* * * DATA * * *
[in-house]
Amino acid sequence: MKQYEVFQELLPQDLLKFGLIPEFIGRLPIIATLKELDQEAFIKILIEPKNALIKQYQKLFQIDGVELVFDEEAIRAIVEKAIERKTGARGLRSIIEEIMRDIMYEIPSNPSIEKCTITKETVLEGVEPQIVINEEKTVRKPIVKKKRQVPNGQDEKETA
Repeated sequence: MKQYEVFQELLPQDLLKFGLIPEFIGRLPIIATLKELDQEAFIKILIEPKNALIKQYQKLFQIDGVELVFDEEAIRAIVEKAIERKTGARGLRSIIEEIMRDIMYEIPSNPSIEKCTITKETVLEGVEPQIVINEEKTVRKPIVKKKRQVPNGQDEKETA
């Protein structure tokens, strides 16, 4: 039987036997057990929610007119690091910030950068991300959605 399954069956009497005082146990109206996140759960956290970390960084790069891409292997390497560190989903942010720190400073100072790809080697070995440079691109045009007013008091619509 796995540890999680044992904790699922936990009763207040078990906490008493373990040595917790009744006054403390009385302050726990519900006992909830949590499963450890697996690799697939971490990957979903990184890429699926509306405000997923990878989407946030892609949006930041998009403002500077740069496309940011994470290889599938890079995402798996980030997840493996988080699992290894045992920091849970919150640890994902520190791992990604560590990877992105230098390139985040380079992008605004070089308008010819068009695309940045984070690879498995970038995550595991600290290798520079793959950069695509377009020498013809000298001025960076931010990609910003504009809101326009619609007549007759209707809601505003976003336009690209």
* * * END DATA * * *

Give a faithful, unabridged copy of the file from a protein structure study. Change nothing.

[in-house]
Amino acid sequence: MKQYEVFQELLPQDLLKFGLIPEFIGRLPIIATLKELDQEAFIKILIEPKNALIKQYQKLFQIDGVELVFDEEAIRAIVEKAIERKTGARGLRSIIEEIMRDIMYEIPSNPSIEKCTITKETVLEGVEPQIVINEEKTVRKPIVKKKRQVPNGQDEKETA
Repeated sequence: MKQYEVFQELLPQDLLKFGLIPEFIGRLPIIATLKELDQEAFIKILIEPKNALIKQYQKLFQIDGVELVFDEEAIRAIVEKAIERKTGARGLRSIIEEIMRDIMYEIPSNPSIEKCTITKETVLEGVEPQIVINEEKTVRKPIVKKKRQVPNGQDEKETA
């Protein structure tokens, strides 16, 4: 039987036997057990929610007119690091910030950068991300959605 399954069956009497005082146990109206996140759960956290970390960084790069891409292997390497560190989903942010720190400073100072790809080697070995440079691109045009007013008091619509 796995540890999680044992904790699922936990009763207040078990906490008493373990040595917790009744006054403390009385302050726990519900006992909830949590499963450890697996690799697939971490990957979903990184890429699926509306405000997923990878989407946030892609949006930041998009403002500077740069496309940011994470290889599938890079995402798996980030997840493996988080699992290894045992920091849970919150640890994902520190791992990604560590990877992105230098390139985040380079992008605004070089308008010819068009695309940045984070690879498995970038995550595991600290290798520079793959950069695509377009020498013809000298001025960076931010990609910003504009809101326009619609007549007759209707809601505003976003336009690209």